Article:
Once upon a time, there was a defined benefit (DB) pension plan. And, the plan was fully funded. And, that was good.
Well, at least, the plan's actuary told the plan sponsor that the plan was fully funded. And, then he said something else after that -- something about a HATFA basis. Oh, but it couldn't matter. That was clearly some foreign word. After all, the sponsor knew that the actuary was a really smart and he probably lapsed into foreign tongues once in a while. All that actuarial gibberish is pretty much a foreign language, anyway.
So, the plan sponsor, in this case represented by the Benefits Manager (Bob) and the Controller (Cliff), armed with the knowledge that its frozen plan was fully funded gleefully went off to see the CFO (Charlotte). It was time to tell her that the plan was fully funded and that the plan could be terminated.
Those of who work in the pension world know that this little story didn't end well. For those who don't work in that world, let's just say that being fully funded at the beginning of 2016 on a HATFA basis may mean that on a plan termination basis, assets may only be very roughly 2/3 of liabilities.
Our story goes on.
After understanding that they couldn't terminate the plan, the sponsor Craters R Yours (CRY), the world's largest manufacturer of inflatable moonwalks set about to continue managing their frozen DB plan. CRY had initially assumed that freezing the plan was an end to its pension worries, but it soon learned that was not the case.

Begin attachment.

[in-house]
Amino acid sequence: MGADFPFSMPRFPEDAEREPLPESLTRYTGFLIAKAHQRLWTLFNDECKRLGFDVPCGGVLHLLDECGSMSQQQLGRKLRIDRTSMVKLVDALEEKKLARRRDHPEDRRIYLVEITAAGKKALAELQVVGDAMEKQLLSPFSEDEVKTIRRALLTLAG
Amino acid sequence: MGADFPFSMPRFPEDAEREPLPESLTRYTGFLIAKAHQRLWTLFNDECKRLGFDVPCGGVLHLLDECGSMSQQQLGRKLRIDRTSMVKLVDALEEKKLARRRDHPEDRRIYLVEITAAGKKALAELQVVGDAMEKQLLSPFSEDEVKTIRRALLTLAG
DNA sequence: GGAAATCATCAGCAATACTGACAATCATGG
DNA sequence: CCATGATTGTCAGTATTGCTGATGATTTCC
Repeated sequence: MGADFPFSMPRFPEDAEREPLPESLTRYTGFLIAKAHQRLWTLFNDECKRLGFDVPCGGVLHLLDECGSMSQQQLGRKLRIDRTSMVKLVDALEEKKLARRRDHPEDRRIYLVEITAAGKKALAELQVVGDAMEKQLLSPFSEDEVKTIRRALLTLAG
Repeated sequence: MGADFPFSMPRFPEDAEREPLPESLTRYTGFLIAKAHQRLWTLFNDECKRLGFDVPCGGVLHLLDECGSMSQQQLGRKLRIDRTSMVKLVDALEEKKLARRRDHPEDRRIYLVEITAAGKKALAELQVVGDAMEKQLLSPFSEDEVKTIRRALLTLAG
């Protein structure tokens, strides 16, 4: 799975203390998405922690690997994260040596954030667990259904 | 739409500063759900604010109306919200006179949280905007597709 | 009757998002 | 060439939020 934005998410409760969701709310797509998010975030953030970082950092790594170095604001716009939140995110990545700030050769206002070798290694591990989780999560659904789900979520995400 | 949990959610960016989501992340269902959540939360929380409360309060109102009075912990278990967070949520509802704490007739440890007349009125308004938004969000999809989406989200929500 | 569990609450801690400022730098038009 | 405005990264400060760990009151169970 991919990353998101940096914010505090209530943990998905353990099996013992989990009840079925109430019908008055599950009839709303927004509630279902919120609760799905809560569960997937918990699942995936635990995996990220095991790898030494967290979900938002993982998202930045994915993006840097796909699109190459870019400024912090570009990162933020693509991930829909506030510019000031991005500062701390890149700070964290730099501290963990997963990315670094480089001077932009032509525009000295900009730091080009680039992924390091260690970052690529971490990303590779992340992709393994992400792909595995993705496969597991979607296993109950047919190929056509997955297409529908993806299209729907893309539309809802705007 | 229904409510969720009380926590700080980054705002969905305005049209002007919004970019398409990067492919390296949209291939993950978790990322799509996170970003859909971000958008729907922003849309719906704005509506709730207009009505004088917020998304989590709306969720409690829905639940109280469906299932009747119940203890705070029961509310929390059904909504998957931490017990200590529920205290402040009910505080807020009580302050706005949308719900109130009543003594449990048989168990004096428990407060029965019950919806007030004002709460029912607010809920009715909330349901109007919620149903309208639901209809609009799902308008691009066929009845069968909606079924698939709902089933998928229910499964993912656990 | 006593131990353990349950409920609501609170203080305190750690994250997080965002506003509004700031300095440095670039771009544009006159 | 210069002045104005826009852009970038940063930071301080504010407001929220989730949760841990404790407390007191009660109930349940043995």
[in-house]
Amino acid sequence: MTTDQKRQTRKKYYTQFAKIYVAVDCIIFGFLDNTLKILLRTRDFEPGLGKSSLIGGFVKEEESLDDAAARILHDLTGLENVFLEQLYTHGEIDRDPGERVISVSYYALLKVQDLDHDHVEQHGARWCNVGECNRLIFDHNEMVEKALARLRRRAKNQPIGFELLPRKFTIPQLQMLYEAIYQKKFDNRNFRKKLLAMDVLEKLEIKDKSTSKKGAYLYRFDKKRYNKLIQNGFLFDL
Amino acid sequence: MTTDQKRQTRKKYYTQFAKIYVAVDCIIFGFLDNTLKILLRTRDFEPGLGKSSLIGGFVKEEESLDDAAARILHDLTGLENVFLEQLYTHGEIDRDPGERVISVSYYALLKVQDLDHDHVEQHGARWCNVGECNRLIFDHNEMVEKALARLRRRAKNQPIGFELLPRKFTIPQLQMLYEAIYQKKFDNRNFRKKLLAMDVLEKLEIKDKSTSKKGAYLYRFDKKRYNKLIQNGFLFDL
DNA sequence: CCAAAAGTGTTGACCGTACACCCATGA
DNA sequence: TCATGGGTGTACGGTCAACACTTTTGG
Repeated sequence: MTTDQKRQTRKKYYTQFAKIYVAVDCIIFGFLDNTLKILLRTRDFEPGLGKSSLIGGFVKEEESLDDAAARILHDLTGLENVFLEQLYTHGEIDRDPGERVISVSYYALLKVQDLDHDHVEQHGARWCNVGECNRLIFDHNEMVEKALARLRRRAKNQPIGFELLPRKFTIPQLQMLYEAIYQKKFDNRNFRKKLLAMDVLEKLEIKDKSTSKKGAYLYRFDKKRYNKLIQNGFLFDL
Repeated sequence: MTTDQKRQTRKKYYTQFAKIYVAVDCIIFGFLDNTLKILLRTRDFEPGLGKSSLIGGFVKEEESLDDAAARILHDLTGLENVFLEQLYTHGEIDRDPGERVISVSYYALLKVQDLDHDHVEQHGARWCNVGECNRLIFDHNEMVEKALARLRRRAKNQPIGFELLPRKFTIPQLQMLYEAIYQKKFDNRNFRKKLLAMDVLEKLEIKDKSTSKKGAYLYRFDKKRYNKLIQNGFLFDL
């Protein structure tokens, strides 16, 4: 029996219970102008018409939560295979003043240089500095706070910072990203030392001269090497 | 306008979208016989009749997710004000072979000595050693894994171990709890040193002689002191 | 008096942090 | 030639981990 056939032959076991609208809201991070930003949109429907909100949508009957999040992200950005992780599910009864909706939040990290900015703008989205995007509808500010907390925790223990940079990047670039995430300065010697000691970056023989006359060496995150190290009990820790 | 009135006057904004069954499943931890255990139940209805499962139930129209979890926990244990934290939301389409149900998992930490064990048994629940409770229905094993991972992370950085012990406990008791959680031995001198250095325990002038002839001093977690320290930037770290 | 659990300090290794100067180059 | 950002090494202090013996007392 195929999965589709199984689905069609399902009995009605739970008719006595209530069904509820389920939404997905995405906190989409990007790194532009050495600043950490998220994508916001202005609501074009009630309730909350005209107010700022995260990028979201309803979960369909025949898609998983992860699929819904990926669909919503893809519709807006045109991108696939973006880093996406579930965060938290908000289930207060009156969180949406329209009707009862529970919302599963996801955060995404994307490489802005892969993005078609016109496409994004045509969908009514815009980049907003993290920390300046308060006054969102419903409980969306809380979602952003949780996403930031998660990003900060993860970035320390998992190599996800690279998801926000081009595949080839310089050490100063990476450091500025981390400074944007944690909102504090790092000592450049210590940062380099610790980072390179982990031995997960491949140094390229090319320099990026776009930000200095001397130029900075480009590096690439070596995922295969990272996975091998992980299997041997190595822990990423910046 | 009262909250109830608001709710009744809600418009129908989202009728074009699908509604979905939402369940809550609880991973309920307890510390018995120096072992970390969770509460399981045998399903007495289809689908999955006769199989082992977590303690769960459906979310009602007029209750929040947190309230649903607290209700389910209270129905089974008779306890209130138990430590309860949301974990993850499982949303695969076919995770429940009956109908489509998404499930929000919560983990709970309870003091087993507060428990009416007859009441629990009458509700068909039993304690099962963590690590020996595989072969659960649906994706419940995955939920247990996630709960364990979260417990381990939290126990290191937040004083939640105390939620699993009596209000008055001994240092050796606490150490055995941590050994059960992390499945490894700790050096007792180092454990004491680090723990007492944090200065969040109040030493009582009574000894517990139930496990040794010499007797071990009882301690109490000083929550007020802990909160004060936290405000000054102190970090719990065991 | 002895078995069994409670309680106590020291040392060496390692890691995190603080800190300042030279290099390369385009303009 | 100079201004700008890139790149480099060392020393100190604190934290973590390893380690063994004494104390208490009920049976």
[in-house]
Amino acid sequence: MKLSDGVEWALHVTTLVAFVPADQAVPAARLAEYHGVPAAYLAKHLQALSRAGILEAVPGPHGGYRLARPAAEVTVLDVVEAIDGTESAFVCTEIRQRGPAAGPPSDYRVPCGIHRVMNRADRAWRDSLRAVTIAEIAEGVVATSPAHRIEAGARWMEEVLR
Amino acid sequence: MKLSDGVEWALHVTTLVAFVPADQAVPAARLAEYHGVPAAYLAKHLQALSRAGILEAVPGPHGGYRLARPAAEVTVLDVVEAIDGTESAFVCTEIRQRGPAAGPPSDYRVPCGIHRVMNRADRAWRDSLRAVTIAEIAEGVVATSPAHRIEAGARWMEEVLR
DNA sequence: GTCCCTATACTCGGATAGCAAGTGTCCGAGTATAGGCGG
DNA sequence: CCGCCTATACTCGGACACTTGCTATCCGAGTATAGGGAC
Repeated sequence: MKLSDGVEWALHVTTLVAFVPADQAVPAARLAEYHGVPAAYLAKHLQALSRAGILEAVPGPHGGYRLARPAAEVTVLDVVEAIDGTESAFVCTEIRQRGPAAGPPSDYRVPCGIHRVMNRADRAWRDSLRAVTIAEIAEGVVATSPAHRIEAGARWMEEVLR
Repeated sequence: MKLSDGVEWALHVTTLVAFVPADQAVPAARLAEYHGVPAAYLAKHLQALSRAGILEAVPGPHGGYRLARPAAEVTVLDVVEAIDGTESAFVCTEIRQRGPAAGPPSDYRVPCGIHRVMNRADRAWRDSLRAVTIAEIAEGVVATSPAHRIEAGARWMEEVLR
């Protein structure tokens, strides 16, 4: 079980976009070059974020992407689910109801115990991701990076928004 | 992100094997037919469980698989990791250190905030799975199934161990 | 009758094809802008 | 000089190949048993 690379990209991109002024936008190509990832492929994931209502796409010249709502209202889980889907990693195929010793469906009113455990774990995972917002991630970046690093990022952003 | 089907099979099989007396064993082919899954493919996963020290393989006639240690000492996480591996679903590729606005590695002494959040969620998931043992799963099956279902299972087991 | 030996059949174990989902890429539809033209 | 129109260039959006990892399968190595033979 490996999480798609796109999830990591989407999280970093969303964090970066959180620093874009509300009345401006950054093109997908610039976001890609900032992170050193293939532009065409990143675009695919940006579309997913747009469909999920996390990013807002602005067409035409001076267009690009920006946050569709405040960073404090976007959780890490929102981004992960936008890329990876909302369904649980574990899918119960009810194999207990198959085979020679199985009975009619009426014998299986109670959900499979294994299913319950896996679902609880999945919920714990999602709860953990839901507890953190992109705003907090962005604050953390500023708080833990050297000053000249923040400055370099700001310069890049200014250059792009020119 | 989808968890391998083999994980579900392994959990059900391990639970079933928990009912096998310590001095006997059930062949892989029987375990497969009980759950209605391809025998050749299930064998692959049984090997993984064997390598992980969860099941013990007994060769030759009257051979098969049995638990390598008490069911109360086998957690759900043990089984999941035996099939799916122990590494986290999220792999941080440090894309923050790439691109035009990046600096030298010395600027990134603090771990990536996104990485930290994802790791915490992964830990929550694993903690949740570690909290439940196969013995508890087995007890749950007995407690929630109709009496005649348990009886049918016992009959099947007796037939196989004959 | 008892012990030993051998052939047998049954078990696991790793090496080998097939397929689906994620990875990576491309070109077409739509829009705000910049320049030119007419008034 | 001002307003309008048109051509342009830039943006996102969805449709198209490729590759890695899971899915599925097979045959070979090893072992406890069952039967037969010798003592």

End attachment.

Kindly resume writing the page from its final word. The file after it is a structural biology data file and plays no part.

They learned that frozen plan management can be a tale of volatility caused by cliffs and calendars. In year 1, we get funding relief. In year 2, it's gone and we revert to the old rules. We're 80.01% funded; all is well. We're 79.99% funded; life gets really tough. We make a contribution on March 31; a ratio gets better. We make it on April 2; there are things we have to tell the government.
Bob and Cliff learned that their jobs had become really difficult. Charlotte had roundly praised them when they found a new and inexpensive actuary, Numbers For Cheap. And, NFC always provided legally correct numbers. But, there was no strategy. NFC didn't tell Bob and Cliff that contributing $1,000,001 on March 31 was going to be much more valuable in the long run than contributing $999,999 on April 2. Because NFC really had no clue, CRY would up doing a lot of crying.
Bob and Cliff, and Charlotte, for that matter had been sure that when they froze CRY's pension plan that the actuarial work was a pure commodity. All the strategy was done. All that was left was to hire the cheapest actuary and get the plan terminated.
The moral of the story, of course, is that pension funding strategy doesn't end until the plan is gone. Until then, there is a difference, and you, as a plan sponsor need someone who can help you to find that optimal strategy. Let us help.